“Free exchange of scientific ideas” moves APA to reiterate its position against boycotts and other actions targeting institutions of higher learning and scientists, academics, and researchers based on political policy.
APA has reasserted its commitment to academic freedom and free intellectual exchange in response to a recent vote by the American Studies Association (ASA) to boycott Israeli academic institutions.
According to statements by APA, “The field of psychiatry depends on the free exchange of scientific ideas and discoveries independent of any interference from politically or ideologically motivated groups or movements.” Moreover, “any attack on institutions of higher learning and individual scientists, academics, and researchers based on political policy halts academic freedoms and negatively affects the vital role research plays for our patients and profession.”
The boycott was intended as a signal of opposition to Israel’s policies toward Palestinians and as an expression of support for Palestinian scholars and students, according to the ASA. About 66 percent of the 1,252 voters who cast ballots (out of 3,853 eligible members) voted in favor of the resolution.
Actual effects of the boycott beyond the symbolic are unclear. A statement by the ASA’s National Council said the boycott would be “limited to a refusal on the part of the association in its official capacities to enter into formal collaborations with Israeli academic institutions,” or their representatives.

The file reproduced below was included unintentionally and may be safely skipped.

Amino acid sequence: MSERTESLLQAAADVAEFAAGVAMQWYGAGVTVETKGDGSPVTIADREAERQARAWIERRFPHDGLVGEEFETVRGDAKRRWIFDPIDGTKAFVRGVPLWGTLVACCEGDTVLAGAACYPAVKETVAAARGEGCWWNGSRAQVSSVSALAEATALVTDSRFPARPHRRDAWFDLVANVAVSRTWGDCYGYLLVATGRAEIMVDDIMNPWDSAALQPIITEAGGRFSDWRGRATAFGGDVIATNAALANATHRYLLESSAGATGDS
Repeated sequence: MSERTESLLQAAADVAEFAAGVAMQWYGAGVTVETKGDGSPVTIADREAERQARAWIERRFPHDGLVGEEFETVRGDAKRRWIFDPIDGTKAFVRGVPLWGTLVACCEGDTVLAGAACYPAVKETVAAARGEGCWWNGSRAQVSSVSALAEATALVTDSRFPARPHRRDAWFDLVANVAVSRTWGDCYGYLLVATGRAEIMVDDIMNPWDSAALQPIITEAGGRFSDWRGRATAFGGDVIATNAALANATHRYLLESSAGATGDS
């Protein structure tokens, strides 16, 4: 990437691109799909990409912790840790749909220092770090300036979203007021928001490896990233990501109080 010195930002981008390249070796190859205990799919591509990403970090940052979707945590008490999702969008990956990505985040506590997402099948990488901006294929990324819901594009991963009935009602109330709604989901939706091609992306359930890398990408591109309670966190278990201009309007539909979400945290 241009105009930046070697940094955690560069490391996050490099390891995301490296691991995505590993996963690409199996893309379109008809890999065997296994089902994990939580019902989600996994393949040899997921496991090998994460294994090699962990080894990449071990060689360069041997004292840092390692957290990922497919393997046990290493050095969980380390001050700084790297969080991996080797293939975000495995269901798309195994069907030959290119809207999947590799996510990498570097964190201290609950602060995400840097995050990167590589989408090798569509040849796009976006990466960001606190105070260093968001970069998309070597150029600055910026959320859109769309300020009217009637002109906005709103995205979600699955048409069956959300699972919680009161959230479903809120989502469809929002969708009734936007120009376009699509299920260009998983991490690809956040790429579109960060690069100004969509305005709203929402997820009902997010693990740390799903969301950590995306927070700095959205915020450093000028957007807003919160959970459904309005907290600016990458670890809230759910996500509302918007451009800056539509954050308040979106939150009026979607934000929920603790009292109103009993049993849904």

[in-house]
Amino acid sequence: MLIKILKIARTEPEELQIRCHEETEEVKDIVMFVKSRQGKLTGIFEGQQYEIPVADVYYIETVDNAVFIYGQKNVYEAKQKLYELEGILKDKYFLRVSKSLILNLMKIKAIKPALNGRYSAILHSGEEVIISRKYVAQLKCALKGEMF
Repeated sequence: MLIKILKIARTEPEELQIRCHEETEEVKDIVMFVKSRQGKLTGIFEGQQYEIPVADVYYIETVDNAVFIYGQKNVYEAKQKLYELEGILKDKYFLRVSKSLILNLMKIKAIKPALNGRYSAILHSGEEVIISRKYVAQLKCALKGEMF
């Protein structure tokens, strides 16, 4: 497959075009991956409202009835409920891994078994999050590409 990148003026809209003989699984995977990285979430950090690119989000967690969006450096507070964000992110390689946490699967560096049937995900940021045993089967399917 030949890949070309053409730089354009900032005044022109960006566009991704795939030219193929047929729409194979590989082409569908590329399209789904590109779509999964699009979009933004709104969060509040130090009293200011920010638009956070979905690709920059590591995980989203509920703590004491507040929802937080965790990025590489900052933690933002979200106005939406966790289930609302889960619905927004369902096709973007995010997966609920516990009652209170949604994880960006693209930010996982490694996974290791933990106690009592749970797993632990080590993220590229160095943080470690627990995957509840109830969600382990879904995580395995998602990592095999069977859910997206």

“The resolution does not apply to individual Israeli scholars engaged in ordinary forms of academic exchange, including conference presentations, public lectures at campuses, or collaboration on research and publication,” continued the statement.
In 2006, APA’s Assembly and then Board of Trustees voted to condemn a similar policy adopted by an organization of academics in Great Britain (Psychiatric News, March 16, 2007).
The American Association of University Professors, the country’s largest academic professional organization, has opposed the ASA boycott. In addition, as of late last month, 29 U.S. universities had signaled their opposition to the boycott. Included on that list are many of the country’s leading research institutions. Several universities have announced that they plan to withdraw from the ASA. ■
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